A 1950s romantic comedy transported into the end of the swinging 60s, For Love Of Ivy
, is an intriguing snapshot of a Hollywood coming to terms with a changing world. Made in 1968, the movie fizzes with the colours of a Day-Glo world and the stark contrast between urban and suburban life at the turn of the decade. The Ivy of the title is a house maid (Abbey Lincoln) who longs to head for those bright lights and give her life more of a purpose, much to the chagrin of the dysfunctional white family that she works for, who set about matchmaking her with suave businessman Jack Parks (Poitier) in an effort to dissuade her. Although initially appearing to play to type, Poitier's character develops both darker and lighter sides as the movie (based on his own story) develops and the film becomes far more interesting when it leaves the semi-comedic scheming behind and focuses on the burgeoning relationship between the two protagonists. To be honest, much on offer here has dated-especially the dialogue-and there are a few sexual and racial howlers, but the film has a sweet heart.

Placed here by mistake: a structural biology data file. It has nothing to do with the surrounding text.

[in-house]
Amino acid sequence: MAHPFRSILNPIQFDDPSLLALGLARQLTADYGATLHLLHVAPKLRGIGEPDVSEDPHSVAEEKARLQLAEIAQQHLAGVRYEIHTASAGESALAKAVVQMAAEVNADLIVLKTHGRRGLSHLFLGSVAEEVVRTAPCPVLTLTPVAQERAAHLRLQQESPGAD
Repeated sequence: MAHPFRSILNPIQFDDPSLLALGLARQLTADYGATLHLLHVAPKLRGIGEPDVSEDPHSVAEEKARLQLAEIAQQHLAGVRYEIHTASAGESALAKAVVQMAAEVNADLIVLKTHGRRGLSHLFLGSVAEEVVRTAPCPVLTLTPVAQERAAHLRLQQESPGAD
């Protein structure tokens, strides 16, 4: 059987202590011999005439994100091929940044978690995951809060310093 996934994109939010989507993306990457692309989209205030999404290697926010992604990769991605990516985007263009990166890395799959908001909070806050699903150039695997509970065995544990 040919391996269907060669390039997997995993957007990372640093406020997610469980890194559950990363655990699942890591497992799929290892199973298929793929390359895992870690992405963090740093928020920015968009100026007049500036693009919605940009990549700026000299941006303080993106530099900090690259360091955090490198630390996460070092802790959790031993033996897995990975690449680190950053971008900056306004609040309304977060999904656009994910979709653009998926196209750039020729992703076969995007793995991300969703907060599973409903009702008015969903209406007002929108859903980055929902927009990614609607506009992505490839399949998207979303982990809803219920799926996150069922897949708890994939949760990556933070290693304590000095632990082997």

On the DVD : Very, very little-scene selection and biographies of Poitier, Beau Bridges and musical director Quincy Jones. Lincoln--arguably the films true star--is totally ignored. The colours and beauty of the film however are given added impact by the crispness of DVD.-Phil Udell